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Abstract

Objective

To determine optimal zinc sulfate test solution concentration tor detecting failure ot passive transfer in calves.

Animals

235 calves (1 to 8 days old) from a calf-rearing operation in central Washington state.

Procedure

Zinc sulfate turbidity tests, using 200-, 250-, 300-, 350-, and 400-mg/L test solutions, were performed on calf serum. These increasing concentrations were evaluated for detection of failure of passive transfer Using 1,000 mg of IgG,/dl as the threshold for adequate passive transfer, sensitivity, specificity, and accuracy of classification were determined by comparing the zinc sulfate test results with serum IgG, concentration (mg/dl) measured by radial immunodiffusion.

Results

The 200-mg/L zinc sulfate turbidity test solution was 100% sensitive; however, specificity was only 25 5% Increasing concentrations of zinc sulfate test solution up to 350 mg/L improved specificity with either no change or small decreases in sensitivity.

Conclusion and Clinical Relevance

The endpoint of the traditional 208-mg/L zinc sulfate turbidity test for failure of passive transfer in calves is too high. Increased test solution concentrations improve specificity with only minor adverse effects on sensitivity. (Am J Vet Res 1996;57:1711–1713)

Free access
in American Journal of Veterinary Research

Abstract

Objectives

To examine stability of -glutamyltransferase (GGT) activity in stored serum from neonatal calves.

Animals

10 commercial beef calves between 36 and 60 hours old.

Procedure

Serum samples were obtained from the calves, and each sample was divided into 8 aliquots. Serum GGT activity was measured on day 0 (fresh) and days 1, 2, 3, and 4 of refrigerated storage (4 C) and weeks 1, 2, and 3 of frozen storage (−20 C).

Results

Serum GGT activities for each of the refrigerated aliquots did not significantly differ from day zero, with serum GGT activity (expressed as a percentage of initial activity) > 99% on all 4 days. Serum GGT activity in frozen aliquots decreased significantly after 1 and 2 weeks of frozen storage, 97 and 98%, respectively; however, this decrease in GGT activity was not biologically significant. The observed GGT activity did not decrease significantly in the samples stored frozen for 3 weeks; these samples retained 99% of initial activity.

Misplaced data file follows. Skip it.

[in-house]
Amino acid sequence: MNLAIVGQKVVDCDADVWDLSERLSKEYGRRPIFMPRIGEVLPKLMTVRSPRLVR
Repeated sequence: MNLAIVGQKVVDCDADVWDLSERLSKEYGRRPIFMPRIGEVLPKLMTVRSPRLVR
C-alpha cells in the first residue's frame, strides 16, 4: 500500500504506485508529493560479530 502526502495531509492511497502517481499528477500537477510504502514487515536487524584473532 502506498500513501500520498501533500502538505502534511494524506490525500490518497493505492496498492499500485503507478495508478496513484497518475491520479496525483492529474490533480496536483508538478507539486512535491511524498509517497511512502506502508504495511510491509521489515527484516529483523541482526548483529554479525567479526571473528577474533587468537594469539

Conclusion

The observed stability of serum GGT activity indicates that serum may be obtained, stored, and batch processed at a later time. This stability during storage is important to the success of a bovine passive transfer monitoring program based on GGT activity. (Am J Vet Res 1997;58:354-355)

Free access
in American Journal of Veterinary Research

Objective

To examine the ability of several commonly used tests for evaluation of passive transfer of immunoglobulin to predict mortality in dairy replacement heifers.

Design

Prospective observational study.

Animals

246 dairy replacement heifers between 1 and 8 days of age.

Procedure

Using serum samples obtained from each calf, total serum protein concentration and results of zinc sulfate turbidity, sodium sulfite turbidity, radial immunodiffusion, and glutaraldehyde coagulation were determined. Calves were monitored for 100 days, and relative risks for death were calculated. Logistic regression models predicting death also were developed.

Results

None of the logistic regression models detected a significant association between test results and mortality. The greatest relative risks of mortality were observed in calves with serum protein concentrations < 4.5 g/dl, serum IgG, concentrations < 500 mg/dl, and sodium sulfite test scores < 1+.

Clinical Implications

Calves with lower passive transfer values had increased risk of death; however, failure of passive transfer is not an infallible predictor of mortality. (J Am Vet Med Assoc 1996;208:2047-2049)

Free access
in Journal of the American Veterinary Medical Association